Sunderland duo open fashion studio above bookies

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Success in the fashion world is a sure bet for best friends Jacqueline Marlee and Fay Winwood – Alison Goulding reports.

A FASHION studio above a bookies in Wheatley Hill? Why not? say Sunderland graduates Jacqueline Marlee and Fay Winwood.

Marlee and Fee Printed Apparell.  Fay Winwood and Jacqueline Marlee, right.

Marlee and Fee Printed Apparell. Fay Winwood and Jacqueline Marlee, right.

 Like a growing number of young people, Jacqueline and Fay have found an uncoventional way to make their career dreams come true.

 Swerving the expensive rents and soaring overheads that murder start-ups, the canny pair negotiated the use of the upstairs room of Johnny Ridley bookmakers, on Wheatley Hill Front Street.

 Now they are entering the third successful year of their fashion label Marlee and Fee, which includes t-shirts, tops, bags and jumpers hand-printed by the creative duo.

 The seeds of the venture started when the two collaborated by chance on a university project to design a magazine.

 Both were studying fashion, product and promotion at the University of Sunderland.

 Fay, 24, explained: “It was coincidence, really, because the day we were asked to partner up my good friend was off. Me and Fay just looked at each other.”

 Jacquie, 26, said: “I’d done a Foundation course at the London School of Fashion so I arrived in the second year of the Sunderland course as the new girl.

 “When I teamed up with Fay we realised we worked so well together. We like doing different things.

 “The other bond is that we were obsessed with The Hills (a reality tv show set in LA following the lives of fashion interns) and I had a Blackberry.”

 Fay, who lives in Shotton, said: “I was so jealous of that Blackberry! Even now I could sit and watch The Hills all day. We loved Lauren Conrad, we loved the lifestyle, the clothes – everything about it.”

 The two friends graduated in 2011 and set about starting their own label, which quickly outgrew their respective family homes.

 Fay said: “We were toying with the idea of doing our own thing but we didn’t know where to start, so we approached The Prince’s Trust.

 “Our mentor there organised for us to do a week of business study to develop our plan and think about attracting customers and marketing.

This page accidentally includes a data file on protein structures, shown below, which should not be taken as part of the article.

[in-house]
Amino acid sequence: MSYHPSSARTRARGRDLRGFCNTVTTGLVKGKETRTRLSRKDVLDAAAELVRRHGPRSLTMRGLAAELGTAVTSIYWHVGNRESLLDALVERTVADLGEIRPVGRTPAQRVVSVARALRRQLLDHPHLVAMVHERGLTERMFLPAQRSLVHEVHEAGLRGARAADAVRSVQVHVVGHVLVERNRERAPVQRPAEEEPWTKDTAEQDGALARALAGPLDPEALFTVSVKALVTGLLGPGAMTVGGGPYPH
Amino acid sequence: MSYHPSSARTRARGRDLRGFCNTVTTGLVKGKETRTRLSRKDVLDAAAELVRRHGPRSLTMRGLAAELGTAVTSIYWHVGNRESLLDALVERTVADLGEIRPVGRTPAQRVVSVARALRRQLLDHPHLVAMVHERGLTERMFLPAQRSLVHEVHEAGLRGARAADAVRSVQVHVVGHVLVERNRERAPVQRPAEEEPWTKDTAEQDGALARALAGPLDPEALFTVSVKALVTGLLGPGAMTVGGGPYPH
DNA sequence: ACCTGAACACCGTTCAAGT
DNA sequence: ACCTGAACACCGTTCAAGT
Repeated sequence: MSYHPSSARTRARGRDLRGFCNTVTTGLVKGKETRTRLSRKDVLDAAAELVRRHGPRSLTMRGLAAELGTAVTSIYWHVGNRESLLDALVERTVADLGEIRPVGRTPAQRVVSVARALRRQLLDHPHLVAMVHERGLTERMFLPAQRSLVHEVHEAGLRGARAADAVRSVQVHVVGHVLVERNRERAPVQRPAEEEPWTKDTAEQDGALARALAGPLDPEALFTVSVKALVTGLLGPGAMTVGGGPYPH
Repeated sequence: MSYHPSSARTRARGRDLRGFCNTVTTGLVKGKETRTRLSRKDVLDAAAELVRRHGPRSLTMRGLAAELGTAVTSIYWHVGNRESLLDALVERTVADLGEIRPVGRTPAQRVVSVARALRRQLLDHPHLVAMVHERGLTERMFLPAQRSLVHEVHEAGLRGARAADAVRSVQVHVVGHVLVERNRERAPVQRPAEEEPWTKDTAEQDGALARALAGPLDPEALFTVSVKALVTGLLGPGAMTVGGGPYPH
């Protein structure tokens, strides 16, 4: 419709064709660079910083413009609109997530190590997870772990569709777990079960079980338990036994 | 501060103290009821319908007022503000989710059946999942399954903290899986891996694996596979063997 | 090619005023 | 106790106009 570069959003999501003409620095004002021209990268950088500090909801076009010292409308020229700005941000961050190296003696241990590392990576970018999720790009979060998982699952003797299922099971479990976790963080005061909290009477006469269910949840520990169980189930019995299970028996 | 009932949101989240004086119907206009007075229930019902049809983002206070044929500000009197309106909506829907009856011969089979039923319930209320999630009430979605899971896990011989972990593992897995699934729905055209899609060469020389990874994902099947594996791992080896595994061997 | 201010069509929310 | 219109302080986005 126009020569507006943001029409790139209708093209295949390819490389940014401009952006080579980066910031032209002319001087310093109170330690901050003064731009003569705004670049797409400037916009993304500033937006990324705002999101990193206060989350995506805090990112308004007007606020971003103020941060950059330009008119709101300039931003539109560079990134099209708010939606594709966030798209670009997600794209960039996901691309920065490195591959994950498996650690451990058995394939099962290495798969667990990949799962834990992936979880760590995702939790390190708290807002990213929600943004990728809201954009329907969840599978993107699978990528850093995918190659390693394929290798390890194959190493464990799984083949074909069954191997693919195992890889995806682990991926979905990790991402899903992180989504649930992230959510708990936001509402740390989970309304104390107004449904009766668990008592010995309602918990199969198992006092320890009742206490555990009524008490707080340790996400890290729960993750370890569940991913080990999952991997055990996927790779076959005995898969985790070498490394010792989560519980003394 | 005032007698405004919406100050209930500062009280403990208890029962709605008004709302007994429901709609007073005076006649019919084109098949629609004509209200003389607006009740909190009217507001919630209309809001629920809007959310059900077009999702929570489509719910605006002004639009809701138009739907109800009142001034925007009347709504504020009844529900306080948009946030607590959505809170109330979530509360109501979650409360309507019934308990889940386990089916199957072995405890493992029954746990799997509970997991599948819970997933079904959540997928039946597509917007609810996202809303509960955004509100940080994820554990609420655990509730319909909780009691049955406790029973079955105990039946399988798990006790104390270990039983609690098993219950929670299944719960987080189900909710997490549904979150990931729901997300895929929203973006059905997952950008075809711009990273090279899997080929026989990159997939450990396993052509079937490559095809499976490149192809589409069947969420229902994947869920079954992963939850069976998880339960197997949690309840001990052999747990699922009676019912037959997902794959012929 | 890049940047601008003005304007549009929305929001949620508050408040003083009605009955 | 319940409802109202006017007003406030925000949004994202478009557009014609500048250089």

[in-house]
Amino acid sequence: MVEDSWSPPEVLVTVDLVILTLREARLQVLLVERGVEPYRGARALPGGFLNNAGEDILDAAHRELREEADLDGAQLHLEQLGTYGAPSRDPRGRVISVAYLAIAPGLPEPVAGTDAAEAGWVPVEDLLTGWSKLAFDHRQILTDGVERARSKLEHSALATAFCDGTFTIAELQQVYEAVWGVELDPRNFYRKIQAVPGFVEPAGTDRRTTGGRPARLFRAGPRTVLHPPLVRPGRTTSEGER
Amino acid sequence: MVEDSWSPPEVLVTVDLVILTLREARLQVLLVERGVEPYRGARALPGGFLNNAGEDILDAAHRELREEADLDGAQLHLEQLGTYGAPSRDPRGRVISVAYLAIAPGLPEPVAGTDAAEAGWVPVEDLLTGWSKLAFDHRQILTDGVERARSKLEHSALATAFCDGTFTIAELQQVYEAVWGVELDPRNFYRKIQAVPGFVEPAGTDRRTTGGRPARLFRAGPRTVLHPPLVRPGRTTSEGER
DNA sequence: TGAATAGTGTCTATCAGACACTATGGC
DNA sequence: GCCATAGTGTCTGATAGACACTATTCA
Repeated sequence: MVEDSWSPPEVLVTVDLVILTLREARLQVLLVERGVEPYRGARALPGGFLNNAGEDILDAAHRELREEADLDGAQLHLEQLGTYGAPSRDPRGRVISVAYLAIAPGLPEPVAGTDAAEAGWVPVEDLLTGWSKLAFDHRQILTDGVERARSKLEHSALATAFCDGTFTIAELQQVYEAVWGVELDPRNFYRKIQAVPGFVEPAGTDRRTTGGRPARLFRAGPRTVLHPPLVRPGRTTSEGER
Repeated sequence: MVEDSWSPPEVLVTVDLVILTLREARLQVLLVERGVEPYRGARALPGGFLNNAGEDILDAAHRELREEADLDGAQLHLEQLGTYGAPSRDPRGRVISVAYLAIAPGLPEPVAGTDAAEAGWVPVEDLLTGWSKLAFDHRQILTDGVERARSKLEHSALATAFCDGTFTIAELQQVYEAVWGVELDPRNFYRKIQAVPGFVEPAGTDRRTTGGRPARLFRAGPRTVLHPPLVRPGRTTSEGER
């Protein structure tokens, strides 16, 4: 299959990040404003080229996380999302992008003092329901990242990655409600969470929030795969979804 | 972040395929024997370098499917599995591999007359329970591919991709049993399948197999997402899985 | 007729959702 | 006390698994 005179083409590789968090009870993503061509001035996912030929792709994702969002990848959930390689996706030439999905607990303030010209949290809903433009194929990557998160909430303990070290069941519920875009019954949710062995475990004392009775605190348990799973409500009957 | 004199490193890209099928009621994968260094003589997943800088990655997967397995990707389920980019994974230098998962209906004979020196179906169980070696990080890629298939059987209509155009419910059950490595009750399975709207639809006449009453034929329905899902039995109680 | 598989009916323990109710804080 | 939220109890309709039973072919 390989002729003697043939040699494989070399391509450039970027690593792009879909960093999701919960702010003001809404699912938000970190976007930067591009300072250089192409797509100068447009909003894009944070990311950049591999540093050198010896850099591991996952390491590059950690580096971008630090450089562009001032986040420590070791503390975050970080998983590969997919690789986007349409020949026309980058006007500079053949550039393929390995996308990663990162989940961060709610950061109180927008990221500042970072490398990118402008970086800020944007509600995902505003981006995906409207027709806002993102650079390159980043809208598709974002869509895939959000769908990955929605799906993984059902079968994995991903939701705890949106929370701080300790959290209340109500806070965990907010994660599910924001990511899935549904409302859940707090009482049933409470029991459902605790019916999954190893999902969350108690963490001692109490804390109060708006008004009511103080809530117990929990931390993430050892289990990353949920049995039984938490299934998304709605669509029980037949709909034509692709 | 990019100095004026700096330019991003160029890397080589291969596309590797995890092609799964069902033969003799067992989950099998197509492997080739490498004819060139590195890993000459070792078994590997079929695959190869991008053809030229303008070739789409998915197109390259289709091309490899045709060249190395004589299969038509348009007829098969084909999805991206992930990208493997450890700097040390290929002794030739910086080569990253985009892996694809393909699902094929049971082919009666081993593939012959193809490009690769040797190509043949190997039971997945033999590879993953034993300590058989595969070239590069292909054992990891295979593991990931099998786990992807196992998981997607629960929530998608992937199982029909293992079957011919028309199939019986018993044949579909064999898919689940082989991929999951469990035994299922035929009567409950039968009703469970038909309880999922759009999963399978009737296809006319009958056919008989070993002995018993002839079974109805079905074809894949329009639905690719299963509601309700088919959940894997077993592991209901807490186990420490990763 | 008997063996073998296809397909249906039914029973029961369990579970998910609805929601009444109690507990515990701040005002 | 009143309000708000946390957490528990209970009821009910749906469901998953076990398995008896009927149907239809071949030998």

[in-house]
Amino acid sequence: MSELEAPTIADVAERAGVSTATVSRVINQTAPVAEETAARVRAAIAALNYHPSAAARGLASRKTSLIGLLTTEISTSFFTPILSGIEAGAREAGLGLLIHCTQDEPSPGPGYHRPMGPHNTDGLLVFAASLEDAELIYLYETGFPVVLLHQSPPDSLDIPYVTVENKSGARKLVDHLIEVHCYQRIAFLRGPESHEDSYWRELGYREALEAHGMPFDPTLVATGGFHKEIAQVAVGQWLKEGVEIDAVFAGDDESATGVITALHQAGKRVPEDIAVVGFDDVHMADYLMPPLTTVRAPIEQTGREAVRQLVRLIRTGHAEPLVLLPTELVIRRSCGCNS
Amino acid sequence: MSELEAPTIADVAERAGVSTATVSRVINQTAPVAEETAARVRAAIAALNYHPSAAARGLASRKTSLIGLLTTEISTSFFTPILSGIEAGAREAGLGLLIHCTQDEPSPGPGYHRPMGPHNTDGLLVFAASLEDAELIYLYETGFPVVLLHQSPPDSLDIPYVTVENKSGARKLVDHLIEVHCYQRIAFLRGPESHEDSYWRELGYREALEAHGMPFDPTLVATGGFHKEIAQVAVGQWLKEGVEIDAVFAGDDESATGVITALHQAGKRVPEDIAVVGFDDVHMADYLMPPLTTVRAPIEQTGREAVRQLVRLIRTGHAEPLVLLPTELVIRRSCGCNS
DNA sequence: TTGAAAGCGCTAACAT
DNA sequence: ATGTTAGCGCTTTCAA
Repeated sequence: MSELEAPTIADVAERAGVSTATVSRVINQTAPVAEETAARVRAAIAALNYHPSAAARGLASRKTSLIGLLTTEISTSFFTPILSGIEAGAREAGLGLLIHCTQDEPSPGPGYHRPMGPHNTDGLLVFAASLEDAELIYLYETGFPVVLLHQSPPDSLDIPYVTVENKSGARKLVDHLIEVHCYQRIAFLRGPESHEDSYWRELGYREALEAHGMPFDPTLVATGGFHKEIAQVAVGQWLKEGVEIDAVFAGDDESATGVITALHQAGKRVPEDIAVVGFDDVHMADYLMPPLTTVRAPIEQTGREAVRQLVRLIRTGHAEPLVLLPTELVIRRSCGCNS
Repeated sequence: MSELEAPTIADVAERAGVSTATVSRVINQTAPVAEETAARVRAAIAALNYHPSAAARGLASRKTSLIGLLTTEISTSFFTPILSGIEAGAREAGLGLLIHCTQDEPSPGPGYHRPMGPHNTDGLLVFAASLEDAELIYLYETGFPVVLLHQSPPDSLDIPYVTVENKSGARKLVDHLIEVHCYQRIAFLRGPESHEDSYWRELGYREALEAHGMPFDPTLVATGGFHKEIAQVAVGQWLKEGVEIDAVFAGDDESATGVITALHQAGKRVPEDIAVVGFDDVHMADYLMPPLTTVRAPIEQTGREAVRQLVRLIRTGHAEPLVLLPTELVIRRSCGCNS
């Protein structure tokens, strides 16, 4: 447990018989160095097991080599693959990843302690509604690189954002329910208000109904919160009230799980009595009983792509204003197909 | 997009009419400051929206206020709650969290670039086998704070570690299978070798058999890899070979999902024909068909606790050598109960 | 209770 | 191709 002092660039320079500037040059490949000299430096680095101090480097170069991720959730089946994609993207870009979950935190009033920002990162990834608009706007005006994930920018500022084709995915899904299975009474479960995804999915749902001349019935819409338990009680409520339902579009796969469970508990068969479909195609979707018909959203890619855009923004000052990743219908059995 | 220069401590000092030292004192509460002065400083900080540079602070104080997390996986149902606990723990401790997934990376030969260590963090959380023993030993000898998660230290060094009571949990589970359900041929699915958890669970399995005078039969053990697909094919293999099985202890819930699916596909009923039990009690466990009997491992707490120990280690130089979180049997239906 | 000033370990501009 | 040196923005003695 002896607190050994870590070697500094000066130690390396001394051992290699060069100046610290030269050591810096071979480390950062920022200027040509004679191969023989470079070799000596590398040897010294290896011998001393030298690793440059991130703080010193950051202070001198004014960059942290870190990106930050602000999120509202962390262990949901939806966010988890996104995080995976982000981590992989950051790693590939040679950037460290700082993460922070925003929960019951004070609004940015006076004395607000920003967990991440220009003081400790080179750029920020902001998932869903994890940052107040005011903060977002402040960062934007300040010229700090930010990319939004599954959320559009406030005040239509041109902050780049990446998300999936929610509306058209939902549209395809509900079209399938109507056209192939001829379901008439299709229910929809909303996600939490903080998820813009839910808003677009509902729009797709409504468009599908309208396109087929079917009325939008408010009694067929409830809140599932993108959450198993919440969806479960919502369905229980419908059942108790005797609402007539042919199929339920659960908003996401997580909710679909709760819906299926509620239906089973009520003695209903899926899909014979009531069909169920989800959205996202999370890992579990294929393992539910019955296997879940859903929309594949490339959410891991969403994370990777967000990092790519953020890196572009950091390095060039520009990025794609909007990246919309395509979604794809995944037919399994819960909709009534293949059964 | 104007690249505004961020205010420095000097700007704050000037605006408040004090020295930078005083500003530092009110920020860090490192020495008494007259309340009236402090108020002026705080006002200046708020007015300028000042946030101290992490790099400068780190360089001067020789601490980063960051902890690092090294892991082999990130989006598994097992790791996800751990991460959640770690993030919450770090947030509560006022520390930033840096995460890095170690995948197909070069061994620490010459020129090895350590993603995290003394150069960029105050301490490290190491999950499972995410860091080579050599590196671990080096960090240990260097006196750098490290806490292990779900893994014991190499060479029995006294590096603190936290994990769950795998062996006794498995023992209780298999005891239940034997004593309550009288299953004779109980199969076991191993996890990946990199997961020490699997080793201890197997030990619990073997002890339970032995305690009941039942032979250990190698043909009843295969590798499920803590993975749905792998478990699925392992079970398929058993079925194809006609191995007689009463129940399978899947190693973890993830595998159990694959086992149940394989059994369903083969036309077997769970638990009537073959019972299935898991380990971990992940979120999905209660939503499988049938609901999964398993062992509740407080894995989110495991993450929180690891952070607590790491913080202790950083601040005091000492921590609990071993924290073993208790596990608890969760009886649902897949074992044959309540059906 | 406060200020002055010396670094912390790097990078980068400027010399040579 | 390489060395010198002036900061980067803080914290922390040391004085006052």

“We just knew we wanted to make clothes and print them. They sat us down and said: “Ok, you need to start with t-shirts and bags.”

 “We’ve developed so much since then, but we’ve kept the first t-shirts we made.

 “Gradually, we learned what people like and improved the quality and design.”

 Fay said: “We were moving everything between our houses and it was getting way too much, so we decided we had to get some kind of studio.

 “We didn’t want to pay as the Prince’s Trust had warned us not to get locked into renting an expensive space. They taught us to keep our overheads really low and manageable.

 “My dad works for Johnny Ridley bookies and mentioned they had an empty room upstairs. I came to have a look at it was so us. It was perfect. We moved in just before Christmas. It’s rent-free, which we’re so thankful for, but if they ever need to store something up here we make it fit.”

 Jacquie and Fay started out by taking their designs to Newcastle’s Sunday Quayside Market.

 Jacquie said: “The first time a lady came over and bought something was great. We were so new to it we didn’t think we should make her actually pay. We felt we should just give her the t-shirt!”

 Fay added: “After that we looked for constant feedback from family, friends and customers about what they liked.

 “We started with two t-shirts and a bag and then signed up to take our business to the Clothes Show, at which point we realised we needed much, much more.”

 Jacquie and Fay then arranged a contract with American Apparel, buying their base clothes and then redesigning and reprinting them under the Marlee and Fee brand.

 Fay said: “We did very well at the Clothes Show and it was really useful to talk to the other businesses.

 “After that, we launched the website and ASOS approached us and asked if we wanted to sell in their marketplace.”

 Just like at university, their skills compliment each others.

 Fay said: “I’m good at detail. I’ll work on one small thing and Jacquie will storm on and print 1,500 t-shirts. I can’t decide things but Jacquie makes me hurry up. We don’t argue at all.Then we do the photography together. We’re building it slowly but surely.”

 As well as starting the business, Jacqueline had her daughter, Lola, eight months ago.

 Far from being overwhelmed, she feels motherhood and self-employment go hand in hand.

 Jacquie said: “It’s worked out so well. I had been working part-time at River Island, so after my shift I’d be rushing here and there trying to get everything printed and done. Since I had Lola I’ve been able to focus just on Marlee and Fee.

 “I’m actually quite laid back and my mum Maureen and partner Neil really help with Lola.

 “Neil has pushed us a lot. We’ve been really lucky. We get good support.”

 Now the girls have started collaborating with Durham Creatives, a mentoring scheme, to spread the word about their label.

 Fay said: “They’ve been really helping us to capture customers and get the word out there.